In all honesty, this makes me want to collect a LOT more thatch so I can have an ongoing supply readily available.
Before closing up the bins I decided to (more…)
Last week while I was raking up some old raspberry canes I’d pruned from my patch, I noticed that a lot of thatch was getting raked up as well. It reminded me that I’ve often included thatch among the potential “living materials” you can add to a vermicomposting system as a way to optimize the process.
This inspired me to collect a bin-full of the material so I could test it out for myself. This certainly isn’t the first time I’ve played around with thatch (and grass clippings). Some readers may recall my “Old Grass Clippings & Thatch as Worm Food” post from last fall.
In all honesty, that last batch of material (from a local lawn bowling club) did NOT (more…)
Question from Jeff:
I live in Topeka KS – Just built three raised bed planters and filled them with top soil from the pasture. Suprisingly the soil is a bit tight and no signs of worms. The veg are doing OK so far but I’d like to get some worms in there and start feed them to loosen and richen the soil– Wigglers, Nightcrawlers, what do you recommend?
This is certainly a topic I have covered on the site in the past – but it’s also probably one of the most common questions/misconceptions overall. So it’s absolutely worth revisiting.
First and foremost, composting worms such as Red Worms and European Nightcrawlers are NOT soil-working worms. Sadly, some (disreputable, in my opinion) worm suppliers have no qualms claiming otherwise – but it’s absolutely not the case. There are some semi-composting species, such as “Jumpers” (Amythas sp) and Lumbricus rubellus, that are much better suited for a soil environment – but I don’t really recommend purchasing them since there is academic research suggesting that they can pose a threat to native ecosystems (especially L. rubellus) in some regions.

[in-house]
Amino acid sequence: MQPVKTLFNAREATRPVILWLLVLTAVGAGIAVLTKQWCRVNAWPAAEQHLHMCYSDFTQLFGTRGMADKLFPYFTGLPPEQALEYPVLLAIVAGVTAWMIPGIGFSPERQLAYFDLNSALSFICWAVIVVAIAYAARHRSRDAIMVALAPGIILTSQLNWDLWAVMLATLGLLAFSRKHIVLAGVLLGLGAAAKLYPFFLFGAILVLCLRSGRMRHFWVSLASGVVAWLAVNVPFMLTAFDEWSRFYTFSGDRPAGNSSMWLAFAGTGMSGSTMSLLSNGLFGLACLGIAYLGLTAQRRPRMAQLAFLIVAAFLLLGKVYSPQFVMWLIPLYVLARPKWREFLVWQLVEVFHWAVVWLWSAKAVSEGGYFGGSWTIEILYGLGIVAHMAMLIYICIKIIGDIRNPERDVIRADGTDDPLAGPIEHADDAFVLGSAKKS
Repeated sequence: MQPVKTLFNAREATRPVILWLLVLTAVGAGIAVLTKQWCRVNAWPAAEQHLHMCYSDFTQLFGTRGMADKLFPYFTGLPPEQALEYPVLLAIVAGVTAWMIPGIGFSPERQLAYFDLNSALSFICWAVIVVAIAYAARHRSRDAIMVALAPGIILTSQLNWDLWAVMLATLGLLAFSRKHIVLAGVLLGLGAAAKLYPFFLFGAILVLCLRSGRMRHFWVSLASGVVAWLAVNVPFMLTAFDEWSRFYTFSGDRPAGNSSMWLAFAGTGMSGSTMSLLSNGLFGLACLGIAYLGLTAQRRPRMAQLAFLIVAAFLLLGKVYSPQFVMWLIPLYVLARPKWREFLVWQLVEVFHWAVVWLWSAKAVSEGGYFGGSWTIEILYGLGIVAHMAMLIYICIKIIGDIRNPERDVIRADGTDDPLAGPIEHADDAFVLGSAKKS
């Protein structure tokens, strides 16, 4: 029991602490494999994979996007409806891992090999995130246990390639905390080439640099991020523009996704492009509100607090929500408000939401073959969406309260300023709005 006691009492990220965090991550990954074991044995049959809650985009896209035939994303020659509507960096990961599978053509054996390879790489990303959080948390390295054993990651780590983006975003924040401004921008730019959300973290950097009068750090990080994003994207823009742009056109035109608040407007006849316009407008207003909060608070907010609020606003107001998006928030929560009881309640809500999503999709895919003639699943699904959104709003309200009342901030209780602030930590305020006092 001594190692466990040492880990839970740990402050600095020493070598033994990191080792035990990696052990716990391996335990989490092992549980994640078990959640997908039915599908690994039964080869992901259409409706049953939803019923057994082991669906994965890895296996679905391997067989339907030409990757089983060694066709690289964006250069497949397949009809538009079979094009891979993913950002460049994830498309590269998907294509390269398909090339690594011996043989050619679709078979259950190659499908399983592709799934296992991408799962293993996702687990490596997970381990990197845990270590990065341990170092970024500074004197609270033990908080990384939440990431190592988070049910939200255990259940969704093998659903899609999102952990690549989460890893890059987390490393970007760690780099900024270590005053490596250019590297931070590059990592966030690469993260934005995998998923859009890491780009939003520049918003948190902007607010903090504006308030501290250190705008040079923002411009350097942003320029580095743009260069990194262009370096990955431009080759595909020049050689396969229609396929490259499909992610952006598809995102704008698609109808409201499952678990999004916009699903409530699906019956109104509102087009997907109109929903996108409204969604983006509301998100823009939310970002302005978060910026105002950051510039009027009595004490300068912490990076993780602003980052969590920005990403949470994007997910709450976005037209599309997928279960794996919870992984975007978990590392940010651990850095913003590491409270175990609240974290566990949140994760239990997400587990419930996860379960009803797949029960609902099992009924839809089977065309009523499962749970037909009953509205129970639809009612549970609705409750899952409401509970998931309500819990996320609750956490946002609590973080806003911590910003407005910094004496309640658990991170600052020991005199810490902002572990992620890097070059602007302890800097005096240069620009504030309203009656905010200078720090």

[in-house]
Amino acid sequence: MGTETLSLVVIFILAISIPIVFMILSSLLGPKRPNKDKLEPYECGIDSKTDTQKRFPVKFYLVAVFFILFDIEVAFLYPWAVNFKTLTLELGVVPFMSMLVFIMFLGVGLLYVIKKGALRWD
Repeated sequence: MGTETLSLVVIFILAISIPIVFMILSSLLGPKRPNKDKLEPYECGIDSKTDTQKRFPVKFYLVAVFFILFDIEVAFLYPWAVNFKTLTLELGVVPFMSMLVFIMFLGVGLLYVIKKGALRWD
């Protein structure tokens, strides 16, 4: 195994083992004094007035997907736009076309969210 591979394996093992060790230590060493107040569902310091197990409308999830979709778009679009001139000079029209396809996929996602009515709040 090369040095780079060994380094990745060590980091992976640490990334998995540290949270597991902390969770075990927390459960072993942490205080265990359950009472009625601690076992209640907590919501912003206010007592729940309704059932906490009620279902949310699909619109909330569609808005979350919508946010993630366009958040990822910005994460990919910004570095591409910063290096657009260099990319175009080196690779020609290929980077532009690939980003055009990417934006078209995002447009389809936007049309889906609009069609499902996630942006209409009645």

You can check out my “Do Composting Worms Pose a Threat as Invasive Species?” article if you’re interested in learning more.
All that being said, the good news is that (more…)
Question from Steve:
I have to keep a 2 watt led bulb in my bin to keep the worms from exploring our basement. I’ve had them for 3 months now and I would have expected them to settle down quite a while ago. Any ideas?
There are a number of factors that can contribute to the likelihood of worms roaming. Let’s take a look at some of the main ones.
1) Worm Species – different species of composting worms have different tendencies to roam. Red Worms (Eisenia fetida/andrei) are, in my experience, the most mellow among them. Once they are settled in they seem to be the least likely to roam excessively (in enclosed plastic bins they will often roam up the sides a bit – but won’t typically try to escape).
European Nightcrawlers (Eisenia hortensis) will also be fairly mellow once settled in, BUT are far more prone to roaming when they are disturbed than Red Worms. Digging around, adding food/water, even just bumping or sliding the bin can result in quite a few Euros wanting to make a break for it.
Blue Worms (Perionyx excavatus) are notorious for their roaming behavior. They don’t necessarily (more…)